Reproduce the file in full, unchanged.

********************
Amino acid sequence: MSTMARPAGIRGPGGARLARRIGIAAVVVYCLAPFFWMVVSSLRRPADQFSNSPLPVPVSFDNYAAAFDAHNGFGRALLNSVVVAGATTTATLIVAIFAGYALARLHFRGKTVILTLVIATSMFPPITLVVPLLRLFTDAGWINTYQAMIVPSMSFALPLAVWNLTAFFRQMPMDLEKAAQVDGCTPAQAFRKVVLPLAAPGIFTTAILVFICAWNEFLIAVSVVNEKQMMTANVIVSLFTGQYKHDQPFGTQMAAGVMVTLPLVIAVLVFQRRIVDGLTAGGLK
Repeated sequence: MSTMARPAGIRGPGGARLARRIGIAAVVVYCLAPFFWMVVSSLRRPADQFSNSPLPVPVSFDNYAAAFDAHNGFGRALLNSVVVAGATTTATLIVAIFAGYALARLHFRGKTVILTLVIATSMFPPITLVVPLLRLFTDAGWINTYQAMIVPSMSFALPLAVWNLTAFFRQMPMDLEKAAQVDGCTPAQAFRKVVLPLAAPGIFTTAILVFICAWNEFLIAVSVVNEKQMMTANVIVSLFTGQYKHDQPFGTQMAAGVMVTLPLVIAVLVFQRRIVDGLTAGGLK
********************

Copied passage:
Amino acid sequence: MSTMARPAGIRGPGGARLARRIGIAAVVVYCLAPFFWMVVSSLRRPADQFSNSPLPVPVSFDNYAAAFDAHNGFGRALLNSVVVAGATTTATLIVAIFAGYALARLHFRGKTVILTLVIATSMFPPITLVVPLLRLFTDAGWINTYQAMIVPSMSFALPLAVWNLTAFFRQMPMDLEKAAQVDGCTPAQAFRKVVLPLAAPGIFTTAILVFICAWNEFLIAVSVVNEKQMMTANVIVSLFTGQYKHDQPFGTQMAAGVMVTLPLVIAVLVFQRRIVDGLTAGGLK
Repeated sequence: MSTMARPAGIRGPGGARLARRIGIAAVVVYCLAPFFWMVVSSLRRPADQFSNSPLPVPVSFDNYAAAFDAHNGFGRALLNSVVVAGATTTATLIVAIFAGYALARLHFRGKTVILTLVIATSMFPPITLVVPLLRLFTDAGWINTYQAMIVPSMSFALPLAVWNLTAFFRQMPMDLEKAAQVDGCTPAQAFRKVVLPLAAPGIFTTAILVFICAWNEFLIAVSVVNEKQMMTANVIVSLFTGQYKHDQPFGTQMAAGVMVTLPLVIAVLVFQRRIVDGLTAGGLK